Thank you so much for joining part 2 of my conversation with Jazz and Blues Queen, Pamela Rose! We talk about the history of women in the blues and how music shifted when women rose up (and out) and came to the microphone to sing their stories.

Episode transcript:  Coming soon!

Liner Notes graphic

:16    Why don’t we know who songwriters are? The move away from sheet music

2:21   The culture of white appropriation of black music

5:13   Pamela’s Blues is a Woman show, an ensemble celebration of black womens’ story

Preview video of Blues is a Woman.

Blues is a Woman all woman ensemble on stageThe Blues is a Woman ensemble (left to right):  Ruth Davies, bass, Pamela Rose, author & vocalist, Pat Wilder, guitar & vocals, Kristen Strom, saxophone & vocals

6:42   Blues musicians stereotype:  a man and his guitar

7:50   Bringing the women blues singers to the stage; demand for the blues went crazy

Book cover, Legacies & Black Feminism Book Cover

For further reading:  a comprehensive history by Angela Davis:  Legacies and Black Feminism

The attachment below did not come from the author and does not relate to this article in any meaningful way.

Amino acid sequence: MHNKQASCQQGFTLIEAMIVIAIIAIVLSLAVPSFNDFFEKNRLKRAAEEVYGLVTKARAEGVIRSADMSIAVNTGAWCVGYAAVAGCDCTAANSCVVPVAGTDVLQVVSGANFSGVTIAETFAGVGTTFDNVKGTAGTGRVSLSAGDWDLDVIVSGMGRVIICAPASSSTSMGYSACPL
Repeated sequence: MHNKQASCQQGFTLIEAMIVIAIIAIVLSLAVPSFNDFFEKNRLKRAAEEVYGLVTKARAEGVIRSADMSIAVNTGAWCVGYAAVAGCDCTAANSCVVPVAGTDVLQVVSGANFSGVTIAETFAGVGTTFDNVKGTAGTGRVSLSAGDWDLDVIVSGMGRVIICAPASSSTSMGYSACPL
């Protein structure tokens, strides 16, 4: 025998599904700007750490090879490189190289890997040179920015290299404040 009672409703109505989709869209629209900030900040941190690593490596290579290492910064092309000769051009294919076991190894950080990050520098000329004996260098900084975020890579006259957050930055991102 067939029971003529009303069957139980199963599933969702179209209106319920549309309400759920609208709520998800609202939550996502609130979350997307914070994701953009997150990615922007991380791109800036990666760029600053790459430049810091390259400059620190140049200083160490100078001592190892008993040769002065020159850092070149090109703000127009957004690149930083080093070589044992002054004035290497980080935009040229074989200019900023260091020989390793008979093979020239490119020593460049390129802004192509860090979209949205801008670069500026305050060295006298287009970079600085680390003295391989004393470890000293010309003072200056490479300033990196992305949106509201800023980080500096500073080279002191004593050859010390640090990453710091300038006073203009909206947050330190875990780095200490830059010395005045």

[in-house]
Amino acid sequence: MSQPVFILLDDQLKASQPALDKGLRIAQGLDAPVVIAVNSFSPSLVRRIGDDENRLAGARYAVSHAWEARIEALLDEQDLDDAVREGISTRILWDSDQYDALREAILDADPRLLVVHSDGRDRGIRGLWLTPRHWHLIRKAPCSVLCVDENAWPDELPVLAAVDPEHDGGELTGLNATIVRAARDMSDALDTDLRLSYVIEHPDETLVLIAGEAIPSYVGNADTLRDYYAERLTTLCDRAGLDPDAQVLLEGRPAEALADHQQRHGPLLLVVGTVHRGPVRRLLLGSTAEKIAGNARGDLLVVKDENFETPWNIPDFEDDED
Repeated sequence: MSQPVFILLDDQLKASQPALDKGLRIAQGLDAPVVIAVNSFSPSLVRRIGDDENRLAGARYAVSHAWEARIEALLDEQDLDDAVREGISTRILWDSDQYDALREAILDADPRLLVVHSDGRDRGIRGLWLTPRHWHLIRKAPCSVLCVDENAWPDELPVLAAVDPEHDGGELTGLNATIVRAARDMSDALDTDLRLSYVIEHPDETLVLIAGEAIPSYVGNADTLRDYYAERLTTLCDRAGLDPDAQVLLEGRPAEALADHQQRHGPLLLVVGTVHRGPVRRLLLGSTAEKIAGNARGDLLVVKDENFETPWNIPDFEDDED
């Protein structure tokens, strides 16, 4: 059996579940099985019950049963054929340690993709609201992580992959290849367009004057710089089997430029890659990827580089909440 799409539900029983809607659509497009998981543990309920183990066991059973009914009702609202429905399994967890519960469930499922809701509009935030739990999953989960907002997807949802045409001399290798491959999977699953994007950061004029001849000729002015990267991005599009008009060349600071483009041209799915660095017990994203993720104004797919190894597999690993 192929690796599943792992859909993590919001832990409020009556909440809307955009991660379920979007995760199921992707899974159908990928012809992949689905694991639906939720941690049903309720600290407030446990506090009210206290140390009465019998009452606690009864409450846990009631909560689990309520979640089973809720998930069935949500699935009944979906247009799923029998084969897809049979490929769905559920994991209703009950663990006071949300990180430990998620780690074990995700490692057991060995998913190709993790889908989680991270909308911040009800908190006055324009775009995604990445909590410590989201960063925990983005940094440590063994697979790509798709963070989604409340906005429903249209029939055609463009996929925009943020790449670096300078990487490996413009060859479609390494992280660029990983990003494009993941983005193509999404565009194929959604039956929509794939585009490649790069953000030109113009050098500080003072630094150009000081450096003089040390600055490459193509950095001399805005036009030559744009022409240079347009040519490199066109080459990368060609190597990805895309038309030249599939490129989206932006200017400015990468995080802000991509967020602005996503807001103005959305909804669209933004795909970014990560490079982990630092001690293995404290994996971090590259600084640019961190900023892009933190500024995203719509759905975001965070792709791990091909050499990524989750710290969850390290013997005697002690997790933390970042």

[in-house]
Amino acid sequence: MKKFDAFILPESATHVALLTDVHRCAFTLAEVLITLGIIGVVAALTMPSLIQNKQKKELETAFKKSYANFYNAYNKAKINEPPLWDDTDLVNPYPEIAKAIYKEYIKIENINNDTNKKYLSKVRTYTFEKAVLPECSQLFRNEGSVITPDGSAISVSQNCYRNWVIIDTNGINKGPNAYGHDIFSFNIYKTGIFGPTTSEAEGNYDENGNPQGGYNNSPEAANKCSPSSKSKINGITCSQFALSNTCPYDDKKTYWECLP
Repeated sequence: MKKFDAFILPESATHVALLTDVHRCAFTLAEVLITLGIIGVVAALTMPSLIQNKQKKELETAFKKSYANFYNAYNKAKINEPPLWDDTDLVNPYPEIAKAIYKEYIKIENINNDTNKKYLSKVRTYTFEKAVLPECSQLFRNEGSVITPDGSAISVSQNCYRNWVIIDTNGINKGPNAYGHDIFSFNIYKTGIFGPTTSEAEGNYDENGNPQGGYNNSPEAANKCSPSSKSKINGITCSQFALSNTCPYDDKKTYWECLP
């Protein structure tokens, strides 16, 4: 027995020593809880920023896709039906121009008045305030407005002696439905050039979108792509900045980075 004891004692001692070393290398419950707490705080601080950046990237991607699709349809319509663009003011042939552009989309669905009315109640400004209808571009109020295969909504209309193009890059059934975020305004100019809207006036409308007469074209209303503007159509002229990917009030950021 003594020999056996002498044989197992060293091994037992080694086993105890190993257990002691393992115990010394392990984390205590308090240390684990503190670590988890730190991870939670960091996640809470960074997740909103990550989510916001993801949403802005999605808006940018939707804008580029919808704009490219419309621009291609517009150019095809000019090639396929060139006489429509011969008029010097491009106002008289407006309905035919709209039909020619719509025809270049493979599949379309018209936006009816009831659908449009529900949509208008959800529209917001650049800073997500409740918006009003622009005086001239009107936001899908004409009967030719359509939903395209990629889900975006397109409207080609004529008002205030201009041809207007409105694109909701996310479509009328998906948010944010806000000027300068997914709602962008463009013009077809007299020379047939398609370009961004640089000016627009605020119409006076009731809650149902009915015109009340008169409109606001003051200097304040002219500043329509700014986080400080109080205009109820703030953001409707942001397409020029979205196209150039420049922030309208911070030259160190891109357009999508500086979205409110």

10:56   Blues is about freedom and a path out for women

12:55   Post 1915:  redefining cultural notions of what women are

13:41   Pamela performing an original she wrote called “Liberator.”

18:12   On teaching her vocal students:  people long to be heard

20:34   Singing is massage from the inside

~~~ What do you connect to that truly sparks your joy? ~~~

Pamela teaches vocal classes at the California Jazz Conservatory. Pamela’s next virtual concert is March 28, 2021!

Get your tickets! March 28, 2021 via the Bach Dancing and Dynamite Society, starting at 4:15 p.m. US-Pacific time.

Did you miss part 1 of the interview with Pamela? Check it out here!

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